Errors - part 2

Previously, we've seen how to create and handle errors in Rust. In this chapter, we'll look at how to log errors.

Using println to print an error to standard output, has no practical use outside an example. If you want to output errors in production code, you should use Rust's logging framework: log.

Include it in the Cargo.toml file:

log = "0.4"

The log crate does not include an implementation. You need to combine it with a specific implementation in order for it to work.

We use the env_logger logging implementation. It is very easy to use and provides a good starting point for logging in Rust. It reads the RUST_LOG environment variable to set the log level. Possible values are trace, debug, info, warn, and error.

Add the following to your Cargo.toml file:

log = "0.4"
env_logger = "0.11"

Without re-doing the whole "Error" example again, here's how you can replace the println statement with some logging variants:

use log::*;

fn main() {
    trace!("This line is not printed");
    debug!("Neither is this line");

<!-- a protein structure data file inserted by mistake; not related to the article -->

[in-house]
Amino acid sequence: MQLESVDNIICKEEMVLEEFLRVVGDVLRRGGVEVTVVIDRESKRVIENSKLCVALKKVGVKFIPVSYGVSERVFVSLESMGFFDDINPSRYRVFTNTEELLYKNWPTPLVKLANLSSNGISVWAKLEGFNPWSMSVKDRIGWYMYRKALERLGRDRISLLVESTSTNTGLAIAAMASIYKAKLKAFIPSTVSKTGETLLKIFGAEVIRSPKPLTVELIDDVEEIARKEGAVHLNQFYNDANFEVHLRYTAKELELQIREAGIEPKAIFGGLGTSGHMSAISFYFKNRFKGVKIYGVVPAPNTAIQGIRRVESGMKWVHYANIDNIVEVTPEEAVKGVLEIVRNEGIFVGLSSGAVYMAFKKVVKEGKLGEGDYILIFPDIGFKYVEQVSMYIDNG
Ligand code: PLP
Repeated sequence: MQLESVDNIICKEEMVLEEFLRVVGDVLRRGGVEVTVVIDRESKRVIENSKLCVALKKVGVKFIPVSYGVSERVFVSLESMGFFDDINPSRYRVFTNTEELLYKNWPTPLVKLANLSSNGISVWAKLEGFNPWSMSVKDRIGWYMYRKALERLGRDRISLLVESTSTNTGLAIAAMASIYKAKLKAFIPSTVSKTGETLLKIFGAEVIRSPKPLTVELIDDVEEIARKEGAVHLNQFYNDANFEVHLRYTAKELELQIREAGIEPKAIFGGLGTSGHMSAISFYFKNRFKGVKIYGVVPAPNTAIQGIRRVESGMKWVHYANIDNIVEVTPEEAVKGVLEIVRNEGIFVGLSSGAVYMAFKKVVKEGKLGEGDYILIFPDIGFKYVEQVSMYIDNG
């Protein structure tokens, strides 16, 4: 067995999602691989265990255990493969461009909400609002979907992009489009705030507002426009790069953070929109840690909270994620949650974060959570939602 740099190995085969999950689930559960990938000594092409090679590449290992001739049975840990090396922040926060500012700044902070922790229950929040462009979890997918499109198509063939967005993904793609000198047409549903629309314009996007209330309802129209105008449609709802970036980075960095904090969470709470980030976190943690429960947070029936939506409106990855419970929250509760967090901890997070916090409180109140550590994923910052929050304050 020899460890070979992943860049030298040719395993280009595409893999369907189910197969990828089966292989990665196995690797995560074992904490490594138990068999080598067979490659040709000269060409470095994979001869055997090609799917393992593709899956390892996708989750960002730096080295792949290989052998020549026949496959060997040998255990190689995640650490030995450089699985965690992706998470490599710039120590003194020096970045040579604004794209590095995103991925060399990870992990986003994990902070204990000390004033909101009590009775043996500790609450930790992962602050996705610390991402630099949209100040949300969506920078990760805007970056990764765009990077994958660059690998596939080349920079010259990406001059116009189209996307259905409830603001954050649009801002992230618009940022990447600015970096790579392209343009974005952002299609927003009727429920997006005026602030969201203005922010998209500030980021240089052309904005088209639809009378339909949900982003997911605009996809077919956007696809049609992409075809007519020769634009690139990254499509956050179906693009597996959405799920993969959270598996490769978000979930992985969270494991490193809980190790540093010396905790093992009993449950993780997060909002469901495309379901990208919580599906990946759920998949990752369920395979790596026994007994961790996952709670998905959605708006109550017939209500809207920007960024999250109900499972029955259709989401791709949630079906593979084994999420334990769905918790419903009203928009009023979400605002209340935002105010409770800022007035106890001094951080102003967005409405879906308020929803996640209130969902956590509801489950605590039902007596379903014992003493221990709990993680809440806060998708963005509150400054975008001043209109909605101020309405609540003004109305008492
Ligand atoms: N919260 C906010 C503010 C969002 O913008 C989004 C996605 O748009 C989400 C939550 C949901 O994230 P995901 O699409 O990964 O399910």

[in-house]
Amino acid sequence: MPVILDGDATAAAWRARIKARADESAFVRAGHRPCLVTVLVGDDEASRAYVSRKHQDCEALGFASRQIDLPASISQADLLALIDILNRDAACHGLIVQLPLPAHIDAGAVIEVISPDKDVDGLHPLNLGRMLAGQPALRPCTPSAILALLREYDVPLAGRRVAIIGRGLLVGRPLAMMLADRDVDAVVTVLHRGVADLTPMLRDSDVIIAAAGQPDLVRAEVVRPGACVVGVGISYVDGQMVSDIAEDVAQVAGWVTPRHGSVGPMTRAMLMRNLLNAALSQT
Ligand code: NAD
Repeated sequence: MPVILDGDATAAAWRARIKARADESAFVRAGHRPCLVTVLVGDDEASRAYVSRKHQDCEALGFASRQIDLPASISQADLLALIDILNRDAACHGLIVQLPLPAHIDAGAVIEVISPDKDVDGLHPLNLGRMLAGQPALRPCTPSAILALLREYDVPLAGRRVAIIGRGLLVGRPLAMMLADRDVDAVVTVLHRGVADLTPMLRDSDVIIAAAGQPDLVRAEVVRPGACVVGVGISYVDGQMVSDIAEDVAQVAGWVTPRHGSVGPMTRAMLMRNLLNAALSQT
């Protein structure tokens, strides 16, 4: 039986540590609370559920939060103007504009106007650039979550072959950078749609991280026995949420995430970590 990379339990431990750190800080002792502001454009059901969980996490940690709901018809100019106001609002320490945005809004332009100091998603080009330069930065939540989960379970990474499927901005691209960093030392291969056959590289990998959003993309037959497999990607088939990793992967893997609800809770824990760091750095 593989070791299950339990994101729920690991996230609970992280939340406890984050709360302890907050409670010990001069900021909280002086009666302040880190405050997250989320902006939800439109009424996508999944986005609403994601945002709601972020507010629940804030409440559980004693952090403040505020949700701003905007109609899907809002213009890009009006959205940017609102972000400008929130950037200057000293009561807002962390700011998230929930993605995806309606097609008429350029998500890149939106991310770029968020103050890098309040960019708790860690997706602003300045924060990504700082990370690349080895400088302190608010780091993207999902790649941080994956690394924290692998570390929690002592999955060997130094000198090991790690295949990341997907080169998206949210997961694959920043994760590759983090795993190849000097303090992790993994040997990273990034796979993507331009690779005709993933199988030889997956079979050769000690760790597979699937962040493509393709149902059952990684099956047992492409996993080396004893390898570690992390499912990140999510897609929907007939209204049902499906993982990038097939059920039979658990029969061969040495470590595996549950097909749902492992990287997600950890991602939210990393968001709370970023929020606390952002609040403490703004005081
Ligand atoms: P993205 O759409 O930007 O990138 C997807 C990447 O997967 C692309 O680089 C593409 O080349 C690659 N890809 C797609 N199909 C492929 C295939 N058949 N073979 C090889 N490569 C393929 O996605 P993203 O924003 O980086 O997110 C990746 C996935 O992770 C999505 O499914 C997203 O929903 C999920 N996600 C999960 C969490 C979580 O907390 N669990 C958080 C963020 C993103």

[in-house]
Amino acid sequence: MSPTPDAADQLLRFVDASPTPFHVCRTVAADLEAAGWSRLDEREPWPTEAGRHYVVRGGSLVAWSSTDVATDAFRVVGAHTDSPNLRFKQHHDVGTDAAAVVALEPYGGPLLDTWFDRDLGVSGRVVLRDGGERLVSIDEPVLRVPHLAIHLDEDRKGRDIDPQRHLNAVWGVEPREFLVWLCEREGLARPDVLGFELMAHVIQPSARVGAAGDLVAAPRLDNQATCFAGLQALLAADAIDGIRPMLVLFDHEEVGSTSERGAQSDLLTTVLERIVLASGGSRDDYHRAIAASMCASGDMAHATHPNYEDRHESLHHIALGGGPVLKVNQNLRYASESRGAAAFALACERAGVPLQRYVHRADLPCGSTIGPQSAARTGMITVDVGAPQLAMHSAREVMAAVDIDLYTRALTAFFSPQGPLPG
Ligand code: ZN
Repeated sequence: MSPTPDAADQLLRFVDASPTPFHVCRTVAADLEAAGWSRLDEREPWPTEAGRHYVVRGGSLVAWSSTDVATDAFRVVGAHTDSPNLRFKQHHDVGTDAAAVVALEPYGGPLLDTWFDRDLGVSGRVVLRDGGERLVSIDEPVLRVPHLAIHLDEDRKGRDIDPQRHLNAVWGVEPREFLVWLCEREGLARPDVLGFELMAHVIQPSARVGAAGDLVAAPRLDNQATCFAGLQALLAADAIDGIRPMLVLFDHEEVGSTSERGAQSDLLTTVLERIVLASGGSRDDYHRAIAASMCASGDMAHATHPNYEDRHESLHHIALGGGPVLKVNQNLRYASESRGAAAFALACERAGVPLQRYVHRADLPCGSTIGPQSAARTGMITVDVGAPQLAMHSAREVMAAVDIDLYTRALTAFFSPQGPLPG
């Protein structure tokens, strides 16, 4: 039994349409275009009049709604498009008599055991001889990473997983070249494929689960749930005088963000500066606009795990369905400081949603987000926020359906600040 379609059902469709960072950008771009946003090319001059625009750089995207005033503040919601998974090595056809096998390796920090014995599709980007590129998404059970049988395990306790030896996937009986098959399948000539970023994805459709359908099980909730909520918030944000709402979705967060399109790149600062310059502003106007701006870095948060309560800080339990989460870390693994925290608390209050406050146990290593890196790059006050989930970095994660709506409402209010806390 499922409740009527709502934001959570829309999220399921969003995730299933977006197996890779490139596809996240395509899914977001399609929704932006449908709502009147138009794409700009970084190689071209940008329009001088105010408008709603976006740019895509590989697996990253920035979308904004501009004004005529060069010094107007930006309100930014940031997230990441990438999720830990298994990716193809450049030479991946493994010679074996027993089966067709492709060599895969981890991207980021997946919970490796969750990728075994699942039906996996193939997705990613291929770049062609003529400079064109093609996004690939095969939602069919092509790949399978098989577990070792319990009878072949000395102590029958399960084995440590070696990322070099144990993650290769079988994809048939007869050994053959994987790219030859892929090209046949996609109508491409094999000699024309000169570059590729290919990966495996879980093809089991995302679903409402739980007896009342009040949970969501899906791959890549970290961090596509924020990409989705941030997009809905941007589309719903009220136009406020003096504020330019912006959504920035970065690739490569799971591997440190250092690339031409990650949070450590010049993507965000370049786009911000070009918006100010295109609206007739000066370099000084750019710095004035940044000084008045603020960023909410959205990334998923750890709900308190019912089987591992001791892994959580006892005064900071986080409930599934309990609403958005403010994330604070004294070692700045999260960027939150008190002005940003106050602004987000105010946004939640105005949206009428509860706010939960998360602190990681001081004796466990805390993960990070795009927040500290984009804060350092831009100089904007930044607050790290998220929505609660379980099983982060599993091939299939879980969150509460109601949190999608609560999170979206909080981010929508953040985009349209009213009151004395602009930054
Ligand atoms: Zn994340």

info!("Playground initialized...");
    warn!("Failed to retrieve user {} from the database: {}", "bob", "user not found");
    error!("Failed to retrieve user {} from the database: {}", "bob", "I/O error; timeout");

Development teams will have their own set of rules on the use of the various log levels. We use these:

  • TRACE: lowest level step-through of the program code.Only practically useful in a test/dev environment due to the large amount of data logged.
  • DEBUG: optional logs to help (developers) identify why a particular situation/error occurred.
  • INFO: (regular) information that is useful for an operation team to monitor proper behaviour of the application.
  • WARN: expected (user) errors, that have no effect on the correct functioning of the application.
  • ERROR: error situations that need an action to get remediated. The application cannot recover from these errors.

In general, make sure to include a unique identifier in all your log statements. You want to be able to grep log output and find all related log-lines easily.

We'll expand on logging in this chapter, where we'll cover how to write meaningful log messages.